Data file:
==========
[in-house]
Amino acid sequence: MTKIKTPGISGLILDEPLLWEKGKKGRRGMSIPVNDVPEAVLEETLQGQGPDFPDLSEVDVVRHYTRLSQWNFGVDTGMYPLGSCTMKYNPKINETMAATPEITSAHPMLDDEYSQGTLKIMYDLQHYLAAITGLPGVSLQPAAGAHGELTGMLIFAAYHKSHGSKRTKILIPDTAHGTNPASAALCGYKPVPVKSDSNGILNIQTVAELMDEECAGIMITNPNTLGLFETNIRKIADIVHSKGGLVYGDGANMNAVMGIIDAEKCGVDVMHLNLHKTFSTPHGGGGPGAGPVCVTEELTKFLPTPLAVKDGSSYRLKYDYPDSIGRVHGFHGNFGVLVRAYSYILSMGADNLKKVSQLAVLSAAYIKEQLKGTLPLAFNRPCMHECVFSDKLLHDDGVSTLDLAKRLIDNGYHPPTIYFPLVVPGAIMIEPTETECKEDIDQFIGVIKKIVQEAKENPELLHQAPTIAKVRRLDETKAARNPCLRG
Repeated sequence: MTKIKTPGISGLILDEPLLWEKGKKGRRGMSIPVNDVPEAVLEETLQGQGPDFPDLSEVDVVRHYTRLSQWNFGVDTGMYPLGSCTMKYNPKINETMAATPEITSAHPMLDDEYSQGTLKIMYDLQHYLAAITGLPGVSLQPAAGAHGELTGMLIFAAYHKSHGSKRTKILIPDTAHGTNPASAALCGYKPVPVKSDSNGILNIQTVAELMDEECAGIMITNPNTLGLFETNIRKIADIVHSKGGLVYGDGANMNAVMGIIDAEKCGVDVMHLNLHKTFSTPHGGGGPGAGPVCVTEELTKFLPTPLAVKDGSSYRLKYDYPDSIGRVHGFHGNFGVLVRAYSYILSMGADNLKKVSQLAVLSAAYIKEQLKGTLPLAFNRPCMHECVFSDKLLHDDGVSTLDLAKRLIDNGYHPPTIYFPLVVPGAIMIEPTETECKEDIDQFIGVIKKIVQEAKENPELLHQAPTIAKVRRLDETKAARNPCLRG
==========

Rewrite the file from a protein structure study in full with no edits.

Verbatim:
[in-house]
Amino acid sequence: MTKIKTPGISGLILDEPLLWEKGKKGRRGMSIPVNDVPEAVLEETLQGQGPDFPDLSEVDVVRHYTRLSQWNFGVDTGMYPLGSCTMKYNPKINETMAATPEITSAHPMLDDEYSQGTLKIMYDLQHYLAAITGLPGVSLQPAAGAHGELTGMLIFAAYHKSHGSKRTKILIPDTAHGTNPASAALCGYKPVPVKSDSNGILNIQTVAELMDEECAGIMITNPNTLGLFETNIRKIADIVHSKGGLVYGDGANMNAVMGIIDAEKCGVDVMHLNLHKTFSTPHGGGGPGAGPVCVTEELTKFLPTPLAVKDGSSYRLKYDYPDSIGRVHGFHGNFGVLVRAYSYILSMGADNLKKVSQLAVLSAAYIKEQLKGTLPLAFNRPCMHECVFSDKLLHDDGVSTLDLAKRLIDNGYHPPTIYFPLVVPGAIMIEPTETECKEDIDQFIGVIKKIVQEAKENPELLHQAPTIAKVRRLDETKAARNPCLRG
Repeated sequence: MTKIKTPGISGLILDEPLLWEKGKKGRRGMSIPVNDVPEAVLEETLQGQGPDFPDLSEVDVVRHYTRLSQWNFGVDTGMYPLGSCTMKYNPKINETMAATPEITSAHPMLDDEYSQGTLKIMYDLQHYLAAITGLPGVSLQPAAGAHGELTGMLIFAAYHKSHGSKRTKILIPDTAHGTNPASAALCGYKPVPVKSDSNGILNIQTVAELMDEECAGIMITNPNTLGLFETNIRKIADIVHSKGGLVYGDGANMNAVMGIIDAEKCGVDVMHLNLHKTFSTPHGGGGPGAGPVCVTEELTKFLPTPLAVKDGSSYRLKYDYPDSIGRVHGFHGNFGVLVRAYSYILSMGADNLKKVSQLAVLSAAYIKEQLKGTLPLAFNRPCMHECVFSDKLLHDDGVSTLDLAKRLIDNGYHPPTIYFPLVVPGAIMIEPTETECKEDIDQFIGVIKKIVQEAKENPELLHQAPTIAKVRRLDETKAARNPCLRG